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Spam is now just another fact of life

Remember a few days ago when we brought you news of tests showing that solid-state drives aren't as power-efficient as we were led to believe?

As might be expected, SSD makers have hit back at the methodology used by the Tom's Hardware website, claiming they tested the wrong kind of kit.

Wrong kind of snow

One spokesman for an SSD vendor said, "They are using legacy drives, none of which will be used by any major PC OEM."

In other words, the very newest SSDs should perform as advertised, he claims. With new drives expected soon from Intel, among others, the SSD field is clearly heating up.

Tiny chips

While we're on the subject of Chipzilla, Intel has revealed that it is looking to make chips using 10-nanometre processes within a few years.

The current smallest chips have connections measuring 45nm – these will be followed by 32nm next year and, possibly, 10nm or below around 2012.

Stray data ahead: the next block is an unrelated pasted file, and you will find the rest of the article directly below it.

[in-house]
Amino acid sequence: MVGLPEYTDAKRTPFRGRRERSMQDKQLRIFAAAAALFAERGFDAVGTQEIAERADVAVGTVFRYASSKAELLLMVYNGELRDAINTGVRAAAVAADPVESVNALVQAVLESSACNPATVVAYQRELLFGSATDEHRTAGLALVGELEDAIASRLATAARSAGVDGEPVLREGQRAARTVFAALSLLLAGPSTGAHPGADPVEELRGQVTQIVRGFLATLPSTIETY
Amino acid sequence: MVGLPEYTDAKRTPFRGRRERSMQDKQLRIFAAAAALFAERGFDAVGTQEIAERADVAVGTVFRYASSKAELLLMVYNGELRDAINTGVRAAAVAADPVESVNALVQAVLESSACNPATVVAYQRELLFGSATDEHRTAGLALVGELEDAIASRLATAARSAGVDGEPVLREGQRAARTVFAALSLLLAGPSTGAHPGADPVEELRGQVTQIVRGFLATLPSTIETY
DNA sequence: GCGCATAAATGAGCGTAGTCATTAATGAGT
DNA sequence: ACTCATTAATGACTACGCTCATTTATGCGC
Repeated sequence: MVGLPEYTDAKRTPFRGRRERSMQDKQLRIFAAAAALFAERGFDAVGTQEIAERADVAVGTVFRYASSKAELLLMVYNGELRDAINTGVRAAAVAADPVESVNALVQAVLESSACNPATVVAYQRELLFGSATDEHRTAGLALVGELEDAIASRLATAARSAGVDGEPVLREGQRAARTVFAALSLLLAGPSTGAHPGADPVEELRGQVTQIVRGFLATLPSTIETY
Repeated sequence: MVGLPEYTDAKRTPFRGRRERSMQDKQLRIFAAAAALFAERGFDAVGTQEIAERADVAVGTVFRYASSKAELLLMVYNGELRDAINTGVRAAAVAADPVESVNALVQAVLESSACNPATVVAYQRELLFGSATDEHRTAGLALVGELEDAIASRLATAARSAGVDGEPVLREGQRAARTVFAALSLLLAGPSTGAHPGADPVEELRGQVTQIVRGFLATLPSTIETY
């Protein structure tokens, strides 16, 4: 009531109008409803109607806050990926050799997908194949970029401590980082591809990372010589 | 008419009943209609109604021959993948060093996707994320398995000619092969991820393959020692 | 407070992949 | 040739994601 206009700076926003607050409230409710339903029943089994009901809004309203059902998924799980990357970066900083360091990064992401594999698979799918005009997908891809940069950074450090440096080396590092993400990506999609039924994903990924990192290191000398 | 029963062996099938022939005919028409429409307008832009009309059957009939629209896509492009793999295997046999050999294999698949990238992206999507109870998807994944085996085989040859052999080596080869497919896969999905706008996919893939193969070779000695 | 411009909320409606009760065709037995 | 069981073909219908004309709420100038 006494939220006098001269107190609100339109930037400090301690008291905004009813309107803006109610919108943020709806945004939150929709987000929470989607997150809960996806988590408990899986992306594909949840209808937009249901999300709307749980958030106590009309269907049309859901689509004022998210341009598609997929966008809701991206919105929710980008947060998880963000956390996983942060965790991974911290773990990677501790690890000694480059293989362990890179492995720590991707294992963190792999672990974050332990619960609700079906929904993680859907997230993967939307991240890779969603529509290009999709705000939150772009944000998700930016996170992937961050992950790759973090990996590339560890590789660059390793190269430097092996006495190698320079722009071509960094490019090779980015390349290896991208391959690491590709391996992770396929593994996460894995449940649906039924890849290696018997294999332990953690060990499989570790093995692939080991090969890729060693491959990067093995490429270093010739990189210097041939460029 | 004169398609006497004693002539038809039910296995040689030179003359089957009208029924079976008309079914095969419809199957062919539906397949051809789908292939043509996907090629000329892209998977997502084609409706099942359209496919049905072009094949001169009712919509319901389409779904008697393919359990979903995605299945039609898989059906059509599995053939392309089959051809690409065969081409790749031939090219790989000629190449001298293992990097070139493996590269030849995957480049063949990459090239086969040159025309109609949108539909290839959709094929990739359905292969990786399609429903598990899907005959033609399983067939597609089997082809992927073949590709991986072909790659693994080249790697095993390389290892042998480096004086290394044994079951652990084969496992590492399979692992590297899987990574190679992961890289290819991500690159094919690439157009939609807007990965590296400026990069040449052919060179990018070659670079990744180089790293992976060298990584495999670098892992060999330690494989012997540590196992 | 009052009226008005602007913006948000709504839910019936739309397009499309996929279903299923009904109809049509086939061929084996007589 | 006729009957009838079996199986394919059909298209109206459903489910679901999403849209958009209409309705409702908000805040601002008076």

Smaller parts means more energy-efficient systems and greater processing power per chip; clearly desirable attributes that are driving Intel and others to innovate as quickly as possible.


Finally for this morning, anyone still unsure about just how bad the spam problem is should take a close look at an experiment run by McAfee in which participants responded to all junk mail to see what would actually happen.

Instead of deleting obvious spam, trialists who clicked the fake 'remove me' links or otherwise responded ended up with not just more spam but real, paper junk mail too.

In just one month UK testers managed to attract around 10,000 unwanted messages, but those in the US averaged a horrifying 23,000 in the same period.

That's it for now, but stay tuned to TechRadar for the rest of the day's news as it breaks.

J Mark Lytle was an International Editor for TechRadar, based out of Tokyo, who now works as a Script Editor, Consultant at NHK, the Japan Broadcasting Corporation. Writer, multi-platform journalist, all-round editorial and PR consultant with many years' experience as a professional writer, their bylines include CNN, Snap Media and IDG.